Fed’s Bowman says there’s ‘a lot more work to do’ to bring down inflation

Federal Reserve Bank Governor Michelle Bowman delivers her first public remarks as a federal policymaker at an American Bankers Association conference in San Diego, California, on February 11, 2019.

Ann Sapphire Reuters newspaper

Federal Reserve Governor Michelle Bowman said Tuesday she expects more interest rate hikes, with higher rates prevailing for a while until inflation subsides.

The central bank official said in remarks prepared for a speech in Florida, “I am committed to taking further action to bring inflation back to our target. “In recent months, we have seen a decline in some measures of inflation. but we have a lot more work to do, so I hope [Federal Open Market Committee] will continue to raise interest rates to strengthen monetary policy.”

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The FOMC has raised the Fed’s benchmark lending rate seven times since March 2022, for a total of 4.25 percentage points.

Last week, the minutes of the committee’s December meeting indicated that most members were on board with additional increases in 2023, likely to take the food rate slightly above 5%.

Reflecting the consensus of this meeting, Bowman said that he sees high rates maintained until there are “persuasive signs that inflation has peaked and for more consistent indications that inflation is on a downward path” before easing up on monetary policy restrictions.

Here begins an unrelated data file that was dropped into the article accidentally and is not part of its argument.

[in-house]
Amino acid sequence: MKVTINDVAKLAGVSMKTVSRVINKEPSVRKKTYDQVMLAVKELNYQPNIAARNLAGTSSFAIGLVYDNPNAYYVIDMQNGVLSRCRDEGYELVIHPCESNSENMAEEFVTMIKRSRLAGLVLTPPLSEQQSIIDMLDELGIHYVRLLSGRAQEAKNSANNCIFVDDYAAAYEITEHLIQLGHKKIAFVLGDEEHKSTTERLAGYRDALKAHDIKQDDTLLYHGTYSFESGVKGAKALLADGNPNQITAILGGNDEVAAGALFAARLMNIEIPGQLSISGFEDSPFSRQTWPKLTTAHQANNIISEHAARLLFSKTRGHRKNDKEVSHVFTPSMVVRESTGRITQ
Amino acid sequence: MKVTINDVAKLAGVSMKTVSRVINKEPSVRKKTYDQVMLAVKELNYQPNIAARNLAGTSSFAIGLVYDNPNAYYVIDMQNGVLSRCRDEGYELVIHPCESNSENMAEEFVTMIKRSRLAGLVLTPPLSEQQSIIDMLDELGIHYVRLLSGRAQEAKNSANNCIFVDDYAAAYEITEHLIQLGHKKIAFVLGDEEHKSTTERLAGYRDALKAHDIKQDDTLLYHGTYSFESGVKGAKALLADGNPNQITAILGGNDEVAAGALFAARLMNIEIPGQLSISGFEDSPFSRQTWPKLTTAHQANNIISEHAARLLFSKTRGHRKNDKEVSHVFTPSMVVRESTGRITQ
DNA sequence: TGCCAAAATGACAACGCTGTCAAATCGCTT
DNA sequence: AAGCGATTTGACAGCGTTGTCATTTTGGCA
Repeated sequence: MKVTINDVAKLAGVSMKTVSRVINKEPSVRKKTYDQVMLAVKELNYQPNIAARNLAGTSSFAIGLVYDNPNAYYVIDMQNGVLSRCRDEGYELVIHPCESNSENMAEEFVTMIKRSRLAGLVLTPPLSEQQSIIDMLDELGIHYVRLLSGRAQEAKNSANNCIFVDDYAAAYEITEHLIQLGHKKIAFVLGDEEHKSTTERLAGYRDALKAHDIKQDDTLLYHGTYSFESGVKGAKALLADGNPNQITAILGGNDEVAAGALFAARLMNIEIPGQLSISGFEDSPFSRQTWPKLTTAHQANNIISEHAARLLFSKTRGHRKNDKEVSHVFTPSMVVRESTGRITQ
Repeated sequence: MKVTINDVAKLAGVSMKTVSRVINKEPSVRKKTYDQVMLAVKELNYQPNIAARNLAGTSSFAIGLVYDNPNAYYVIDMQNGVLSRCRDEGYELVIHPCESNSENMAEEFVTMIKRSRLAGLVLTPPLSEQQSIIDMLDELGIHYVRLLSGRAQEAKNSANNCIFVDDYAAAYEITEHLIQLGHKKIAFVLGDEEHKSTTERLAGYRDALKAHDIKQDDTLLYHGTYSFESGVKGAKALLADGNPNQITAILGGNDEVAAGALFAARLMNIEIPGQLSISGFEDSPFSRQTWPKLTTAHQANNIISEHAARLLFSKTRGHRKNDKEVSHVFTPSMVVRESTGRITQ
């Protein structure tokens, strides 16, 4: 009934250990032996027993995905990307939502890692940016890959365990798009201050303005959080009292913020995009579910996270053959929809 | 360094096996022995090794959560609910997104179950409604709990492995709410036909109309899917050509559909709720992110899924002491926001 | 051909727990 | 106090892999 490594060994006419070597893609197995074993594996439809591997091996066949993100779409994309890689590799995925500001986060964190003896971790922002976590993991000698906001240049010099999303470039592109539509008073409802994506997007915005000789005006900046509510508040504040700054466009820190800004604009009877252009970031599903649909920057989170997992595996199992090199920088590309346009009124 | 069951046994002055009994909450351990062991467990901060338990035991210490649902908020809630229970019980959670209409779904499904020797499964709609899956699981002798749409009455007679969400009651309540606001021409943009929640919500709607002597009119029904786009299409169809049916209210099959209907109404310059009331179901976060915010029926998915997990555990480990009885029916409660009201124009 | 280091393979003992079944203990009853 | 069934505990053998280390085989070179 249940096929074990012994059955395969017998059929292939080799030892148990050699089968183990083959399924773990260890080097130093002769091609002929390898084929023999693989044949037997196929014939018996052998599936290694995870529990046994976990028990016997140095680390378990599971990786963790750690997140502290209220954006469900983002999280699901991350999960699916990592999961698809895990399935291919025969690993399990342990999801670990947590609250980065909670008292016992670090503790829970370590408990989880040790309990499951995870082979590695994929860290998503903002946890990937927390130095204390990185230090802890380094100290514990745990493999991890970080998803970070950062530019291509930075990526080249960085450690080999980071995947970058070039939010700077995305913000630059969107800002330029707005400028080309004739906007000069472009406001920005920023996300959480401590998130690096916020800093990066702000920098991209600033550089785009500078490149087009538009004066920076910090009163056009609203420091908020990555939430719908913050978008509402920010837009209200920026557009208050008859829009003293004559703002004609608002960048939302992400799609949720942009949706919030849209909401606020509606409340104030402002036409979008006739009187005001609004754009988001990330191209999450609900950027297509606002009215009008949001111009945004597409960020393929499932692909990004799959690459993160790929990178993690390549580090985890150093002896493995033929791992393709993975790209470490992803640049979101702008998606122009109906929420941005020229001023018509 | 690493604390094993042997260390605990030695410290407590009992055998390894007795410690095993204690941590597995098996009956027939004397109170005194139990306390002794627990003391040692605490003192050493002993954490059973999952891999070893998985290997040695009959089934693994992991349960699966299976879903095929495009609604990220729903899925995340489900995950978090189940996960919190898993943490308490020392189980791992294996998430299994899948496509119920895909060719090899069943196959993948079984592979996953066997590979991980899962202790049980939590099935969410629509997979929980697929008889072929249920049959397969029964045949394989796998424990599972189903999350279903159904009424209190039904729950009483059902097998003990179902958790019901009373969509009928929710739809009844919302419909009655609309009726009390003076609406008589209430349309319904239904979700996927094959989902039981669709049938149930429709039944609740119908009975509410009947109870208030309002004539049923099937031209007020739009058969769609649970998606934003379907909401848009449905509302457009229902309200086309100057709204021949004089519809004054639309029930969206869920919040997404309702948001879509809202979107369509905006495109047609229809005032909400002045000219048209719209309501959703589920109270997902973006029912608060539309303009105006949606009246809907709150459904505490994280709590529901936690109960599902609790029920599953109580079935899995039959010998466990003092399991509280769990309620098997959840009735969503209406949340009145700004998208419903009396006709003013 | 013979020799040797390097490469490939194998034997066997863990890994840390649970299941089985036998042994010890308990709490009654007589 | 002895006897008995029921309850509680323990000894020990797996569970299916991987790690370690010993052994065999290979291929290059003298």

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“I hope that once we achieve a sufficiently restrictive federal funds rate, it will need to remain at this level for some time in order to restore price stability, which will in turn help create conditions that support a strong sustainable labor market,” it. said.

He added that policies will be guided by upcoming economic data for indications of how Fed policy will affect growth.

Bowman spoke the same day as Fed Chairman Jerome Powell addressed the Swedish Fed’s counterpart, the Riksbank. In this speech, Powell emphasized the need for the Fed to remain independent from political influence as it implements policies aimed at bringing stable prices.

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Bowman drew on past experience, noting the mistake the Fed made in the 1970s, when it raised rates to address inflation but then lowered them when the economy slowed. He said he understood that Fed policy could slow down the economy and in particular the labor market, but stressed that doing nothing brought greater costs.

“It’s important to keep in mind that there are costs and risks to tightening policy to lower inflation, but I see the costs and risks of allowing inflation to persist more,” Bowman said.


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